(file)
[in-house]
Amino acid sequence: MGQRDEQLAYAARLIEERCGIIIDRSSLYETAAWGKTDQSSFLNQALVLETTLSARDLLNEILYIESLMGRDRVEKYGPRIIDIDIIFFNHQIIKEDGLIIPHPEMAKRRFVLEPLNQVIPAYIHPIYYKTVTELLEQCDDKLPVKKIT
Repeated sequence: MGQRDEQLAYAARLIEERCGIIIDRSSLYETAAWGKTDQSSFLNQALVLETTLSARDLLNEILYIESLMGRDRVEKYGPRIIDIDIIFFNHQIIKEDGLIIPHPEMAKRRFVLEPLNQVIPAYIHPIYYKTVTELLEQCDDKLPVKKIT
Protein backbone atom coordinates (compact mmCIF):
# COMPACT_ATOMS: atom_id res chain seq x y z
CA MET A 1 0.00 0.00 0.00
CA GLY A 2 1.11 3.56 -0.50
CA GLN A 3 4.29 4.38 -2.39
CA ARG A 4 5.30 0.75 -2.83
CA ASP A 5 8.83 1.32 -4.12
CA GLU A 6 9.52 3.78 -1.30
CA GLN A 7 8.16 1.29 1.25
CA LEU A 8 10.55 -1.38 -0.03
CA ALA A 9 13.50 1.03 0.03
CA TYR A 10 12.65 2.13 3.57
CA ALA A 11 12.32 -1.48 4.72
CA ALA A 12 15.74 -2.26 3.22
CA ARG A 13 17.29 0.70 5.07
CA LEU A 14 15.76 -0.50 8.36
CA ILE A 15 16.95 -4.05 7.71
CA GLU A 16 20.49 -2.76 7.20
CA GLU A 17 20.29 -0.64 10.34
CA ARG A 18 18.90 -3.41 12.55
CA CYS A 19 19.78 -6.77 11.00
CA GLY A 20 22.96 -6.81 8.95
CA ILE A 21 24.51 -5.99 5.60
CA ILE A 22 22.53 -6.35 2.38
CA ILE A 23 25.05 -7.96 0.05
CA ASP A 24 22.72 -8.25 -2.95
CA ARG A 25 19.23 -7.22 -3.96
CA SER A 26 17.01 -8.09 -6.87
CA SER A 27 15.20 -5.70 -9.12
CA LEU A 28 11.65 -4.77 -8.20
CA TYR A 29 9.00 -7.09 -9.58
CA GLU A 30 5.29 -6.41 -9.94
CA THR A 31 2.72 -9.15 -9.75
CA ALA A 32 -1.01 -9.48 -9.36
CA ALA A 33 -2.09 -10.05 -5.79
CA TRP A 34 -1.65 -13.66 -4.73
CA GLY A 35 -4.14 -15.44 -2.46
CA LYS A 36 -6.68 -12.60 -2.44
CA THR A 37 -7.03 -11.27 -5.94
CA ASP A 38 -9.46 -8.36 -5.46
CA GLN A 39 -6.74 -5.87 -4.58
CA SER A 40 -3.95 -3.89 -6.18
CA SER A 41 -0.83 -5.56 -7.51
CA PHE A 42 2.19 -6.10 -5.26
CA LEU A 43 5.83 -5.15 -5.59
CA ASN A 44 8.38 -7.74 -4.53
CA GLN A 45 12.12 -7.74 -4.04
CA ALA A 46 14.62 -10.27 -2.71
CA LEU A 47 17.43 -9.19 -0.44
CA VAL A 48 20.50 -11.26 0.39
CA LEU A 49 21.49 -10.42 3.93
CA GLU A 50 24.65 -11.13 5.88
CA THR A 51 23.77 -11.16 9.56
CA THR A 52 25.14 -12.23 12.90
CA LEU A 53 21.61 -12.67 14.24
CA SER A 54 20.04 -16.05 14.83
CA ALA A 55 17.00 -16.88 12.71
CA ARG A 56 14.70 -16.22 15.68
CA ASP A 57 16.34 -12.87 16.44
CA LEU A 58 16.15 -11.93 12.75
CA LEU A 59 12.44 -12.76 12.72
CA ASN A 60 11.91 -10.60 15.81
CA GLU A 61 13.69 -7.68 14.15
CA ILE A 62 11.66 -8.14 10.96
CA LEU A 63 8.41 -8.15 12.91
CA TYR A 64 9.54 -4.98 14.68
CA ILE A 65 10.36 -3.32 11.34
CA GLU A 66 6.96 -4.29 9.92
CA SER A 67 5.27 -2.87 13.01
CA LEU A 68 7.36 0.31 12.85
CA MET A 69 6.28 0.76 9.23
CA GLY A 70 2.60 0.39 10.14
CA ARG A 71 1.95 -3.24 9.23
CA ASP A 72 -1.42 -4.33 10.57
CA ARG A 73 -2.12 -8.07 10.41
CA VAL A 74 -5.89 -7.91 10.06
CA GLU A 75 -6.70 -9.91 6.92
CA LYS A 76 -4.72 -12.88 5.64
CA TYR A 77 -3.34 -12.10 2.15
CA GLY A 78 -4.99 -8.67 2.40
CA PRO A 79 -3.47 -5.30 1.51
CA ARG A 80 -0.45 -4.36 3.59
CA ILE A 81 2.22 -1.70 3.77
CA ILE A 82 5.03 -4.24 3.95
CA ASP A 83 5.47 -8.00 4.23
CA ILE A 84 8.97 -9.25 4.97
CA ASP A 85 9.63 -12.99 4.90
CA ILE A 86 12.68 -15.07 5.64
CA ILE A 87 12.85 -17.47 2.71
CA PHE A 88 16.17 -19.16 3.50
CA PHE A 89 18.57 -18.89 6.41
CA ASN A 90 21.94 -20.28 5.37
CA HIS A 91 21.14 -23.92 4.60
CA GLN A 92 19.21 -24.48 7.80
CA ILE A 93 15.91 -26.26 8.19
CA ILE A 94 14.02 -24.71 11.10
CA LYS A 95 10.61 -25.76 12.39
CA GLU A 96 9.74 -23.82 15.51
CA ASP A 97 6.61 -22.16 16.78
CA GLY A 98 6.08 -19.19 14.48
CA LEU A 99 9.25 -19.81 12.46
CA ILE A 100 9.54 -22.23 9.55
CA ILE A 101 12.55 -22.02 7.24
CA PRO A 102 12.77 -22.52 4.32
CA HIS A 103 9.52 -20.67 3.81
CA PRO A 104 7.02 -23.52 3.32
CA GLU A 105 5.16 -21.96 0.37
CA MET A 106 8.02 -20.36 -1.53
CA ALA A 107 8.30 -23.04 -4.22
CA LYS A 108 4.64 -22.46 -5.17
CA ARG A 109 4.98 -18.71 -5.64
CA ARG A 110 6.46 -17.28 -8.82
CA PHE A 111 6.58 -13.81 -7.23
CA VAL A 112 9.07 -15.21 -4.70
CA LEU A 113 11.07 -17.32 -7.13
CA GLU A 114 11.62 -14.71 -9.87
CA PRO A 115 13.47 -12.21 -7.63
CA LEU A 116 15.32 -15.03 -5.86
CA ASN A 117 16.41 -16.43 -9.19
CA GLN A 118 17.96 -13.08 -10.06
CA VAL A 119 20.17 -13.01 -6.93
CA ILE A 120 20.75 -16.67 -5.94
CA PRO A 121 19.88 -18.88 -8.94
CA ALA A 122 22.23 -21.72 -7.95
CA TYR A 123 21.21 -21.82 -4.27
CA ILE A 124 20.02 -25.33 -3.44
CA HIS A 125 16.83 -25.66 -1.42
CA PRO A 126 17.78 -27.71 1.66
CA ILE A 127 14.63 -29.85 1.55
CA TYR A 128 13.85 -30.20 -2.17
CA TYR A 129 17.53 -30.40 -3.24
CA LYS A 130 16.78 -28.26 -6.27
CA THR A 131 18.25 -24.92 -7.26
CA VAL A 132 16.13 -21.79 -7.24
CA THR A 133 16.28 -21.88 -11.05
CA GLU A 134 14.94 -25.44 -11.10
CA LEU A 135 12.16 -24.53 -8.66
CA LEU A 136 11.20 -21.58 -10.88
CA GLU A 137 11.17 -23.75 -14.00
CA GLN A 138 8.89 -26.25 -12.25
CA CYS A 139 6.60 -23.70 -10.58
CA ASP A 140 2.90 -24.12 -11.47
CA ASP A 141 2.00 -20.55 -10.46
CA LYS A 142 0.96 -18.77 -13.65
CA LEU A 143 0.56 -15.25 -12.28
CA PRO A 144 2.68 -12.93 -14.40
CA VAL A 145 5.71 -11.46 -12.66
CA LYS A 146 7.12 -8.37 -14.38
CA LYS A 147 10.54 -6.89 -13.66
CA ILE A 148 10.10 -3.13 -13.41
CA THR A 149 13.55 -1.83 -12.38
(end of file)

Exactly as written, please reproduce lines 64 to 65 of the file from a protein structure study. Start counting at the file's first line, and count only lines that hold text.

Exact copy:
CA LEU A 59 12.44 -12.76 12.72
CA ASN A 60 11.91 -10.60 15.81